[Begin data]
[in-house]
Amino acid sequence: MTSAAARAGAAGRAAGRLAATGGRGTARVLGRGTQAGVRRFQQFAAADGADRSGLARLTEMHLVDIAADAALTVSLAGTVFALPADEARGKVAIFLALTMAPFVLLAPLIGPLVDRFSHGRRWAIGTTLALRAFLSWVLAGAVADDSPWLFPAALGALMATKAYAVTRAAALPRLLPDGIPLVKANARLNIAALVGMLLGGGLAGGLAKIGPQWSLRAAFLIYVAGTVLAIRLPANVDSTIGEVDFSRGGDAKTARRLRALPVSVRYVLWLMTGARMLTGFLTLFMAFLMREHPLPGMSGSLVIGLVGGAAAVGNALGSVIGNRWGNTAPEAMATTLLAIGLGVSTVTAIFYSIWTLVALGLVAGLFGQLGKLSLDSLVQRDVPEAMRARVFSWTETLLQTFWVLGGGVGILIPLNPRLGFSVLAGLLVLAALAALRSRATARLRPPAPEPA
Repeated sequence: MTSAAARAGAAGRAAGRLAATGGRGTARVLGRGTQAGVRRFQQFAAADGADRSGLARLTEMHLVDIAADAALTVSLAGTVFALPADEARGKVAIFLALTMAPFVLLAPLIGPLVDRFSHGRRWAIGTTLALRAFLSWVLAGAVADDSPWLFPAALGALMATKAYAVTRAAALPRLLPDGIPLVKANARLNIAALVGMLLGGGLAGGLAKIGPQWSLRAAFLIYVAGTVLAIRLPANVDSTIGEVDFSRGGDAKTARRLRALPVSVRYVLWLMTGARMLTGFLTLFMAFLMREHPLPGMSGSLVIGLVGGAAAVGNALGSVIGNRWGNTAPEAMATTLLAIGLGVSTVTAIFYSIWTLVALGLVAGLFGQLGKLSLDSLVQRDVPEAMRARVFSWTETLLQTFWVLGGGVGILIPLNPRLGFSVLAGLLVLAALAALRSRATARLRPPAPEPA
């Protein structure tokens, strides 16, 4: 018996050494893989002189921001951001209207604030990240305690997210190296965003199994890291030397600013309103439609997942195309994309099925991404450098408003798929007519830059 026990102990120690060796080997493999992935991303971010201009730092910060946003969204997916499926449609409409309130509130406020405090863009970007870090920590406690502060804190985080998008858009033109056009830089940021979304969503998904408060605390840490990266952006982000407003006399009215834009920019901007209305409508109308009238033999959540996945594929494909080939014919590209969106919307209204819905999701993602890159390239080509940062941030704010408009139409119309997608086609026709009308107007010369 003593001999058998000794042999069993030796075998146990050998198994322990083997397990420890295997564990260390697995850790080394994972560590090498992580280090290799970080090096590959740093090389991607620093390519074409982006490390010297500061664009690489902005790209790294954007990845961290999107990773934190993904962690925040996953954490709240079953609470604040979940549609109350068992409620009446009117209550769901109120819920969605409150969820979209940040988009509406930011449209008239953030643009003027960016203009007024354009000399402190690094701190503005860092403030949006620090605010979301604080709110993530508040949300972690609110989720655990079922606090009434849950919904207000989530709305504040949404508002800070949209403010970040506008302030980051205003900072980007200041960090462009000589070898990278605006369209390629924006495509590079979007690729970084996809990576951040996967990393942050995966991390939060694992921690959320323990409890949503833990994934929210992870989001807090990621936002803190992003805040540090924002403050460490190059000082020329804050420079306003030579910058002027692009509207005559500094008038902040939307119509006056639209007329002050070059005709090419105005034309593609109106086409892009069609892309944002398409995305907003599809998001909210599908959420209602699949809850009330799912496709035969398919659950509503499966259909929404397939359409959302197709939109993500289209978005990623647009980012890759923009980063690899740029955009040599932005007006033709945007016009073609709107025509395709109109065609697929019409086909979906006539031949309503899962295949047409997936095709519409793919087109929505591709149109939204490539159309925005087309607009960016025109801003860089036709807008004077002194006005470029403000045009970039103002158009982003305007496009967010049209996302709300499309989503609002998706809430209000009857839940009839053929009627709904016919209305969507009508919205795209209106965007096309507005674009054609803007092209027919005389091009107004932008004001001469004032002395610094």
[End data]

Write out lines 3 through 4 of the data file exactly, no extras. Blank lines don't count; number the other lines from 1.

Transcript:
Repeated sequence: MTSAAARAGAAGRAAGRLAATGGRGTARVLGRGTQAGVRRFQQFAAADGADRSGLARLTEMHLVDIAADAALTVSLAGTVFALPADEARGKVAIFLALTMAPFVLLAPLIGPLVDRFSHGRRWAIGTTLALRAFLSWVLAGAVADDSPWLFPAALGALMATKAYAVTRAAALPRLLPDGIPLVKANARLNIAALVGMLLGGGLAGGLAKIGPQWSLRAAFLIYVAGTVLAIRLPANVDSTIGEVDFSRGGDAKTARRLRALPVSVRYVLWLMTGARMLTGFLTLFMAFLMREHPLPGMSGSLVIGLVGGAAAVGNALGSVIGNRWGNTAPEAMATTLLAIGLGVSTVTAIFYSIWTLVALGLVAGLFGQLGKLSLDSLVQRDVPEAMRARVFSWTETLLQTFWVLGGGVGILIPLNPRLGFSVLAGLLVLAALAALRSRATARLRPPAPEPA
């Protein structure tokens, strides 16, 4: 018996050494893989002189921001951001209207604030990240305690997210190296965003199994890291030397600013309103439609997942195309994309099925991404450098408003798929007519830059 026990102990120690060796080997493999992935991303971010201009730092910060946003969204997916499926449609409409309130509130406020405090863009970007870090920590406690502060804190985080998008858009033109056009830089940021979304969503998904408060605390840490990266952006982000407003006399009215834009920019901007209305409508109308009238033999959540996945594929494909080939014919590209969106919307209204819905999701993602890159390239080509940062941030704010408009139409119309997608086609026709009308107007010369 003593001999058998000794042999069993030796075998146990050998198994322990083997397990420890295997564990260390697995850790080394994972560590090498992580280090290799970080090096590959740093090389991607620093390519074409982006490390010297500061664009690489902005790209790294954007990845961290999107990773934190993904962690925040996953954490709240079953609470604040979940549609109350068992409620009446009117209550769901109120819920969605409150969820979209940040988009509406930011449209008239953030643009003027960016203009007024354009000399402190690094701190503005860092403030949006620090605010979301604080709110993530508040949300972690609110989720655990079922606090009434849950919904207000989530709305504040949404508002800070949209403010970040506008302030980051205003900072980007200041960090462009000589070898990278605006369209390629924006495509590079979007690729970084996809990576951040996967990393942050995966991390939060694992921690959320323990409890949503833990994934929210992870989001807090990621936002803190992003805040540090924002403050460490190059000082020329804050420079306003030579910058002027692009509207005559500094008038902040939307119509006056639209007329002050070059005709090419105005034309593609109106086409892009069609892309944002398409995305907003599809998001909210599908959420209602699949809850009330799912496709035969398919659950509503499966259909929404397939359409959302197709939109993500289209978005990623647009980012890759923009980063690899740029955009040599932005007006033709945007016009073609709107025509395709109109065609697929019409086909979906006539031949309503899962295949047409997936095709519409793919087109929505591709149109939204490539159309925005087309607009960016025109801003860089036709807008004077002194006005470029403000045009970039103002158009982003305007496009967010049209996302709300499309989503609002998706809430209000009857839940009839053929009627709904016919209305969507009508919205795209209106965007096309507005674009054609803007092209027919005389091009107004932008004001001469004032002395610094």